Whence came this obvious, deliberate and pronounced Stalinism? Halliday reproduces Hoxha’s own repudiation of “the absurd anti-Marxist claim that allegedly the Yugoslavs had created our party, that allegedly they had kindled the fire of our national liberation war” (p.12l), and though put on his guard by Hoxha’s mendacity, the furthest he will go is to say that the problem of the foundation of the Albanian Communist Party is a “subject of unresolved disputes” (p.349 n4). Is it really so ‘unresolved’? Long ago Sadik Premtaj pointed to the Yugoslavs as the de facto organisers of the Albanian Communist Party, as well as being the source of the complete Stalinisation of its structure (Revolutionary History, Summer 1990, pp.21-6). Hoxha implicitly confirms this story in this book, when he admits that contact was maintained with Moscow via the Yugoslavs (p.69). This use of other parties to hand down instructions where contact was difficult was a well established practice in the Comintern, such as for example how Moscow kept in contact with the Indian Communist Party via the British Communist Party. It was sometimes maintained where there was no real need for it, for example under the Cominform arrangements, where the British Communist Party itself was placed under the tutelage of the French. Hoxha even confirms Premtaj’s story when he talks about the “service” of Yugoslav agent Dusan Mugosa “in the region of Vlora in the spring and summer of 1943” (p.75), by which he can only mean the part played by the Yugoslavs in the murder of Lulja and the leaders of the Vlore regional committee. Whilst it is true that the only figures in the early history of Albanian Communism who spent any time in Moscow were Ali Kelmendi, Lazar Fundo and Sejfulla Maldshova (none of whom took part in the actual conference that united the three groups to set up the Albanian Communist Party), Stalinism does not have to be imparted at first hand, especially if it reflects the backwardness of the country in the first place. In any case Tuk Jakova revealed the true picture at the plenum of June 1955, when he came out with the “Trotskyist” and “bourgeois nationalist” sentiments that “the party history be rewritten so as to make clear that it had been founded not only by Hoxha but by ‘certain foreign persons’ [the Yugoslavs], and that all those purged be rehabilitated” (W.E. Griffith, Albania and the Sino-Soviet Rift, Cambridge 1963, p.22). The same is confirmed by Milovan Djilas, by no means uncritical about the myths of his own regime (Rise and Fall, London 1985, p.112). Halliday himself admits that “since the Yugoslavs have a much better track record on truth, their version is inherently more plausible” (p.25). As a matter of fact, Miladin Popovie’s first attempt to organise a real Communist Party in Albania at Tito’s behest dates from as far back as 1939, some two years before its founding conference, when he first made contact with the Shkoder group. At this time Hoxha’s Korçe group, in fact, was still hostile to the idea of unification.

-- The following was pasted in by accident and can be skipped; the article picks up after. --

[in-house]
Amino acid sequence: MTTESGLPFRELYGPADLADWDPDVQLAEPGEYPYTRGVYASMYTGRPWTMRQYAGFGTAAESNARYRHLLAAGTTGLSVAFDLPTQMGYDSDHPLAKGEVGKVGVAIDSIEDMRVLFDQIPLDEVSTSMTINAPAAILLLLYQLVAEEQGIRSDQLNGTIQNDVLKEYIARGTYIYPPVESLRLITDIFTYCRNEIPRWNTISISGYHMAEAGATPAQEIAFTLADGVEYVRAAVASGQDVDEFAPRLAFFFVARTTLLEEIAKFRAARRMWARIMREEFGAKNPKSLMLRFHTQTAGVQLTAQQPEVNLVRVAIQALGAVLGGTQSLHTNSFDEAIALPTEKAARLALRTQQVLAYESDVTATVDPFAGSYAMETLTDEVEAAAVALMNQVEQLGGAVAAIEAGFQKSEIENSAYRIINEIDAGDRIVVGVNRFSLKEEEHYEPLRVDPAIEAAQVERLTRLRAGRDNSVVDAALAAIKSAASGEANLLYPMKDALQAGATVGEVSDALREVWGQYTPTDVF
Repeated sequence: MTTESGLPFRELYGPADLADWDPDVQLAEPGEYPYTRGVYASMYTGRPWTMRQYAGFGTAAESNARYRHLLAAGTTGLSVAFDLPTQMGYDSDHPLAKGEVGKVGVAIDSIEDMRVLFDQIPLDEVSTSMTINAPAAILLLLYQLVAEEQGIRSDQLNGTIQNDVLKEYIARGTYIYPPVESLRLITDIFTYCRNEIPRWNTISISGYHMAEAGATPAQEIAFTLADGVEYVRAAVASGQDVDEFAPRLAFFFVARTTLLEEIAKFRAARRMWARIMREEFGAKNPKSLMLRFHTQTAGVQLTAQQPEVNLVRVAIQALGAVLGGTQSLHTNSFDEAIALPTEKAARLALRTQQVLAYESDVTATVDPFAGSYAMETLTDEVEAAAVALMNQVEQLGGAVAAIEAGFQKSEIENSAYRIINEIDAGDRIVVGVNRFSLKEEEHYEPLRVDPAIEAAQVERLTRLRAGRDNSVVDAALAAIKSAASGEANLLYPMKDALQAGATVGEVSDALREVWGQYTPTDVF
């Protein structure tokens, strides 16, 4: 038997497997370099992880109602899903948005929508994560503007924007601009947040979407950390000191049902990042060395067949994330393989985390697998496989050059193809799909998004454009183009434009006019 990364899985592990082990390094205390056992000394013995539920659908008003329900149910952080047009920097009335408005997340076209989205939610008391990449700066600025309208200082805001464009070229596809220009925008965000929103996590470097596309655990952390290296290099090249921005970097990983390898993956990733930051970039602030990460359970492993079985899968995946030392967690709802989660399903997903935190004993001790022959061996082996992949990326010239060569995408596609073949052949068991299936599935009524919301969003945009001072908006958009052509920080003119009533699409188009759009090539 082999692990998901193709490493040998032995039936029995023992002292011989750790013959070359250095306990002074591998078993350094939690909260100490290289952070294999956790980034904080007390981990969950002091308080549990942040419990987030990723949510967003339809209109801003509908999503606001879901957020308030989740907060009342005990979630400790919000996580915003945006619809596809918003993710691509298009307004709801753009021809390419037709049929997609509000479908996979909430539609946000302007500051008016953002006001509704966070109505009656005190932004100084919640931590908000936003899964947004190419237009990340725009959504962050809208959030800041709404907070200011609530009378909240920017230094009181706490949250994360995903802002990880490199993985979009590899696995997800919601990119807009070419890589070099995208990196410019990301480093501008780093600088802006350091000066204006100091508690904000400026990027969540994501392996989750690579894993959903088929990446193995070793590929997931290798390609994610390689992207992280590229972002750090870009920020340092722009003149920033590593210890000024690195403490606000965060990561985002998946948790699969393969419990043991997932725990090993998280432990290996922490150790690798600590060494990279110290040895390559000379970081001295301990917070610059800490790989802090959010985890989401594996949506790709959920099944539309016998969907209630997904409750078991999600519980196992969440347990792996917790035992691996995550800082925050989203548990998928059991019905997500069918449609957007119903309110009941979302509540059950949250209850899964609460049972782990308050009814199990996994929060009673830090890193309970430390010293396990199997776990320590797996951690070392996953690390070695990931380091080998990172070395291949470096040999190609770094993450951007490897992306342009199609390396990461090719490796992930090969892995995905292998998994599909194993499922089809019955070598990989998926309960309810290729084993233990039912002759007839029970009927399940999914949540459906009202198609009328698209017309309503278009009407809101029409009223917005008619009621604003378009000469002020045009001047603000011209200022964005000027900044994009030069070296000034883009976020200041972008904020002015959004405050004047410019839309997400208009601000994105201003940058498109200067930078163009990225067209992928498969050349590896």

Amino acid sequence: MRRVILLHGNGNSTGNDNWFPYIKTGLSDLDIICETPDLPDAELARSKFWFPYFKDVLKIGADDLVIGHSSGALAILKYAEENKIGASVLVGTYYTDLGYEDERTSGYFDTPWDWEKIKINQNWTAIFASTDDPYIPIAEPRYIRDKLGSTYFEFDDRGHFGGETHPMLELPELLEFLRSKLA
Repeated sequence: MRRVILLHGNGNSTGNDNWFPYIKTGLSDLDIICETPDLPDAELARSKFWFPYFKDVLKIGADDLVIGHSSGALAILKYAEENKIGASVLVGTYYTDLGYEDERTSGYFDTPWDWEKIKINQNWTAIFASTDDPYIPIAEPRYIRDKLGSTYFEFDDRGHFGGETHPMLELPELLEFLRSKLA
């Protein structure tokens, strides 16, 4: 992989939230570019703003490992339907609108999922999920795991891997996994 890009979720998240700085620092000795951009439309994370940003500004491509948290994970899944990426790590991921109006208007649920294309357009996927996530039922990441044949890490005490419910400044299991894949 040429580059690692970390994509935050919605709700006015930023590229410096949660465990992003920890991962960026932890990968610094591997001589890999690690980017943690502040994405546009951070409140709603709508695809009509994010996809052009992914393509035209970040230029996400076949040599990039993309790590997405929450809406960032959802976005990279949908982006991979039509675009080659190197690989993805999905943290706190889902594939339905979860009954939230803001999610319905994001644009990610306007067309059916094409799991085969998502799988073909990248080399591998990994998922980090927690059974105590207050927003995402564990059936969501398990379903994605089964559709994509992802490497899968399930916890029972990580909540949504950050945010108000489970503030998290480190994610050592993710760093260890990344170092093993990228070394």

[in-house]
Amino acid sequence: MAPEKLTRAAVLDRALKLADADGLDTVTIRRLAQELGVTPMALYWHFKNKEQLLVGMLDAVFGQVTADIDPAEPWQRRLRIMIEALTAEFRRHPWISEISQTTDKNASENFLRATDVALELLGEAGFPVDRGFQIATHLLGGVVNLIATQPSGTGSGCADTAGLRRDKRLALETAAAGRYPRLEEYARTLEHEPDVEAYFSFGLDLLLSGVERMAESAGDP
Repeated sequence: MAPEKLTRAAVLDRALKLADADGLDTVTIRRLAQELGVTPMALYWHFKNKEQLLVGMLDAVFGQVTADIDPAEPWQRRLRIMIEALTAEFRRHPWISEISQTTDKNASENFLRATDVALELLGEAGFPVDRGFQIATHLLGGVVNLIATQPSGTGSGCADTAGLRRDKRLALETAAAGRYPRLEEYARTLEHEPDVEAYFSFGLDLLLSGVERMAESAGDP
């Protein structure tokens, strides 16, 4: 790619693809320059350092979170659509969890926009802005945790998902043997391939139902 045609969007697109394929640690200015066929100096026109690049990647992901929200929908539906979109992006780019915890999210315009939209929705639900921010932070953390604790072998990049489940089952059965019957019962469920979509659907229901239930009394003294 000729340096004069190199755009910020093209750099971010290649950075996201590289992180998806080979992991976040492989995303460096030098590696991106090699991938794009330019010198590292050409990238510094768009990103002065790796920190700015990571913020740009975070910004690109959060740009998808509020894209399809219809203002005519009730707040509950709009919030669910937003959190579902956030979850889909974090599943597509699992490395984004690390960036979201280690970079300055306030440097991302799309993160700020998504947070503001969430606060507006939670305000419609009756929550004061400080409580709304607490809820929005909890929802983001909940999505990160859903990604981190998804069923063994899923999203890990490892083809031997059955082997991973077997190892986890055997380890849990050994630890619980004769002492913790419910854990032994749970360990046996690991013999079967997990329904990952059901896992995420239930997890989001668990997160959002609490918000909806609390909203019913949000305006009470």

This brings us on to the basis of Hoxha’s own career. It was the Yugoslavs who appointed him leader of the new party, and gave all the strategic positions in it to his Korçe group. All the indications fromthe earliest period are that he first rose as a pliant tool of the Yugoslavs, seeing his chance at ultimate unfettered power by siding with the Russians at the time of the Stalin-Tito split. Halliday is mistaken in taking as good coin Hoxha’s frequently expressed nationalist sentiments, claiming that we should accord “due recognition to the long-term nationalist component in Hoxha’s policies”, or that he was “first and foremost an Albanian nationalist” (p.25). Apart from the fact that Stalinism is always a nationalist deviation from true Marxism, the truth is that Hoxha was merely a Stalinist dynast of the usual sort, using and being used by his superiors until the opportunity arose to cut loose on his own, like Mao, Togliatti, and Tito himself. This emerges quite clearly from his behaviour at the time of the conclusion of the Mukje agreement in 1943. At that conference with the Balli Kombetar (an alliance of right wing nationalists and the Djarri group, influenced by Greek Archeiomarxism) Ymer Dishnica signed a pact for a joint resistance struggle on behalf of the Albanian Communist Party. One part of the agreement was that after the war the future of Kossova should be decided by a plebiscite, Kossova being the Yugoslav province with a high proportion of Albanians in it. The Yugoslavs, enraged, ordered the Albanians to repudiate it immediately, which they did, Hoxha himself making an abject ‘self criticism’ some time afterwards. The truth about the whole episode shines out clearly through Hoxha’s lies and evasions. First he tries to blame the Yugoslav emissary, Vukmanovie Tempo, for trying to start a “fratricidal war” by advising an outright attack upon the Balli Kombetar (p.63). Then he manufactures a long, dialogue that is meant to clear him for the responsibility of the decision to negotiate the agreement in the first place (pp.64ff.). Then at last he has to admit that “immediately the party learned of this betrayal by its delegates, it denounced it” (p.65). Hoxha shows himself to be a true protege of his Yugoslav mentors here, and there is not much evidence of a defence of Albania’s national interests at this time. Even four years later Hoxha was careful not to support Nako Spiru when he allegedly came out against Yugoslav influence (pp Miff). Hoxha’s patriotism can thus only be defined in the sense employed by Dr Johnson, when he described it as the last resort of a scoundrel.
All these limitations do not, however, prevent this from being a very useful and informative book. Only with the judicious use of it, along with the accounts of Premtaj and Pipa from the Albanian side and those from Yugoslavia, is it now possible for the first time to sketch out the main lines of the political development of this small and still mysterious country - if development is not too dynamic a word to use for this strange Stalinist fossil left over from a bygone age.
Updated by ETOL: 23.7.2003